Much like other assembly-line operations, manufactured homes benefit from the economies of scale resulting from purchasing large quantities of materials, products and appliances. manufactured home builders are able to negotiate substantial savings on many components used in building a home, with these savings passed on directly to the homebuyer.

Today’s manufactured homes have experienced a major evolution in the types and quality of homes being offered to buyers. Technological advances are allowing manufactured home builders to offer a much wider variety of architectural styles and exterior finishes that will suit most any buyer’s dreams, all the while allowing the home to blend in seamlessly into most any neighborhood. Two-story and single-family attached homes are but two of the new styles being generated by factory-built innovation. as a result, today’s manufactured homes are offering real housing options for the neglected suburban and urban buyers.

At the same time, greater flexibility in the construction process allows for each home to be customized to meet a buyer’s lifestyle and needs. Interior features now include such features as vaulted ceilings and working fireplaces to state-of-the-art kitchens and baths, giving the homebuyer all the features found in traditional, site-built homes. enhanced energy efficiency in manufactured homes, achieved with upgraded levels of insulation and more efficient heating and cooling systems, provide another source of savings for homeowners, especially in this era of rising energy costs. smart buyers are turning to EnergyStar-labeled manufactured homes for substantial savings in many aspects of owning and operating home.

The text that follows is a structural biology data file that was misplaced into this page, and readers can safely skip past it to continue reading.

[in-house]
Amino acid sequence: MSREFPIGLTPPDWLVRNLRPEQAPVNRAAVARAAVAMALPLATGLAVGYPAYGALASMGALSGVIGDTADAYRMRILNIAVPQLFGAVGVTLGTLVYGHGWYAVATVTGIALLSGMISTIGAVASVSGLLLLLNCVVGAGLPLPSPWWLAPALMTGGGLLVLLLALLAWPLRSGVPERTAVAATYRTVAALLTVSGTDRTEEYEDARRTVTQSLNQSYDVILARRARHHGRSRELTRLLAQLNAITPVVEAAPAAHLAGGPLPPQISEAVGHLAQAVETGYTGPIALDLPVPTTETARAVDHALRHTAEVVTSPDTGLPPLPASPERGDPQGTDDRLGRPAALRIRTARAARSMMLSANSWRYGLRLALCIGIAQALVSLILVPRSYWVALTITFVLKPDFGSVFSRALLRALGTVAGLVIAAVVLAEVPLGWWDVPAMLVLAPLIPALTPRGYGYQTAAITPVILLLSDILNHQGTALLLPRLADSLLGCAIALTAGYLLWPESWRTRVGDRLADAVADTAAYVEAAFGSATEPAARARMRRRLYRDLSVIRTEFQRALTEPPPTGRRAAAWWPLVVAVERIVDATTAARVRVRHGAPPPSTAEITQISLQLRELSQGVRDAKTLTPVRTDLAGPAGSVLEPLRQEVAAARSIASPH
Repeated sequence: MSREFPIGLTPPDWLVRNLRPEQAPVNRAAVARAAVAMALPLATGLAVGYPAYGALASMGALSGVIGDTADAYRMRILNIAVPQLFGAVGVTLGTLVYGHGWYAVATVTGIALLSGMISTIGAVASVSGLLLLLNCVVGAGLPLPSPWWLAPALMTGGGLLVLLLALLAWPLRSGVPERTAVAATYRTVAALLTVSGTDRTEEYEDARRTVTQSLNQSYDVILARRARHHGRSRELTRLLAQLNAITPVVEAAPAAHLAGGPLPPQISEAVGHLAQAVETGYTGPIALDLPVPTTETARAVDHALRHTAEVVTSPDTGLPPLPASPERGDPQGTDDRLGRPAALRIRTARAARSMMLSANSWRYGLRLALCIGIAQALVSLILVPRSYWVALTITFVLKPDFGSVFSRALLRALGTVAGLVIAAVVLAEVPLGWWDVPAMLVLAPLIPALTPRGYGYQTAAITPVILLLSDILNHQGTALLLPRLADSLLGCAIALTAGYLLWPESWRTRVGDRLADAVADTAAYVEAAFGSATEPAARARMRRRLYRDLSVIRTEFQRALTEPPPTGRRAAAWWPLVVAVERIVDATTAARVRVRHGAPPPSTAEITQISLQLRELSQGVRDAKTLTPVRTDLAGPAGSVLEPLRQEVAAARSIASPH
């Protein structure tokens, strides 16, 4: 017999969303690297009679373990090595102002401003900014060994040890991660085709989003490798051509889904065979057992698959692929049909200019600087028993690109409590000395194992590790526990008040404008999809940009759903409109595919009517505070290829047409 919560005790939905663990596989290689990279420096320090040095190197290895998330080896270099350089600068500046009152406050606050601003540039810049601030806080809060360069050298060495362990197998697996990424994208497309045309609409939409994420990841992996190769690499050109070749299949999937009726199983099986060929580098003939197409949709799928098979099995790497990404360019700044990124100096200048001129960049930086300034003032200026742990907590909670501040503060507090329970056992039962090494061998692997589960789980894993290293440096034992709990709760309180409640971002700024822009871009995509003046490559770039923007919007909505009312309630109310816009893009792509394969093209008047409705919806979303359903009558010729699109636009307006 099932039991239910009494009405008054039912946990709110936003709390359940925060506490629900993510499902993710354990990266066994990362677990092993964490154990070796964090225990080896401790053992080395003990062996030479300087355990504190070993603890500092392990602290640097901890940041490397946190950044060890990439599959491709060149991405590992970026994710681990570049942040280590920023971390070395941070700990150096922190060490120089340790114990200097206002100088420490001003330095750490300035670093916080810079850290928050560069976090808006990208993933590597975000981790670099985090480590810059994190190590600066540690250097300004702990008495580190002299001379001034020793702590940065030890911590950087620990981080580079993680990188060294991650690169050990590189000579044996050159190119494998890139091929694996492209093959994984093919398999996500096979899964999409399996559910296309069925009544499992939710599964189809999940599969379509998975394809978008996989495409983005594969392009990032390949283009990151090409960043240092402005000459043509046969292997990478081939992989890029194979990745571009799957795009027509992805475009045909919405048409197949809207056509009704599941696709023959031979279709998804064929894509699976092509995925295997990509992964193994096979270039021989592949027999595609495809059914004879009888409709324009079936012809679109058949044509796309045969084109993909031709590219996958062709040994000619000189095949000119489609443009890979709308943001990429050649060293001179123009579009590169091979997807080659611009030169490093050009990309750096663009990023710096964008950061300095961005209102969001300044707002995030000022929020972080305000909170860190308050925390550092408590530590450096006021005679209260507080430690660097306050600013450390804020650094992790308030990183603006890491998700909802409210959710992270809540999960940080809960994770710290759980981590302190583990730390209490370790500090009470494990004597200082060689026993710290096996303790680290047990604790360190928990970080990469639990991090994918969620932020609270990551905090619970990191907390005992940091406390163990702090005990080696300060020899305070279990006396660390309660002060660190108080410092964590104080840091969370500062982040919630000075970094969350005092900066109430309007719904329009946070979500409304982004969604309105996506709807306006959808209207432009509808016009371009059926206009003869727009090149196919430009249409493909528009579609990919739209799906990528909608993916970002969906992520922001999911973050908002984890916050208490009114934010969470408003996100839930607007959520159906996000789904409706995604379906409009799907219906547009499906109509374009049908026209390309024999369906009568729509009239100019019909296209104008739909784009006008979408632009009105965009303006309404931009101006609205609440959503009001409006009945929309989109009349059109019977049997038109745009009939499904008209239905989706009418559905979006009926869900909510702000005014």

Technological advances, evolutionary designs, and a focus on delivering quality homes that families can afford are the driving forces within the manufactured housing industry. That’s why more people are turning to manufactured housing to deliver homes that fit their needs and wants, at prices they can afford!

Depending on the region of the country, construction cost per square foot for a new manufactured home averages 10 to 35 percent less than costs for a comparable site-built home.

Independent appraisal studies confirm that manufactured homes can appreciate in value just like other forms of housing.

Built for Quality:

All aspects of the construction process are controlled.

The weather does not interfere with construction and cause delays.

All technicians, craftsmen and assemblers work as a team and are professionally supervised.

Inventory is better controlled and materials are protected from theft and weather-related damage.

All construction materials, as well as interior finishes and appliances, are purchased in volume for additional savings.

Cost of interim construction financing is significantly reduced or eliminated.

All aspects of construction are continually inspected by aprofessionally trained third-party inspector.


Floor plans are available that range from basic to elaborate. These include vaulted or tray ceilings, fully-equipped kitchens, walk-in closets, and bathrooms with recessed tubs and whirlpools.

A variety of exterior siding is available, including metallic, vinyl, wood, or hardboard. In some cases, homebuyers can also opt for stucco exteriors.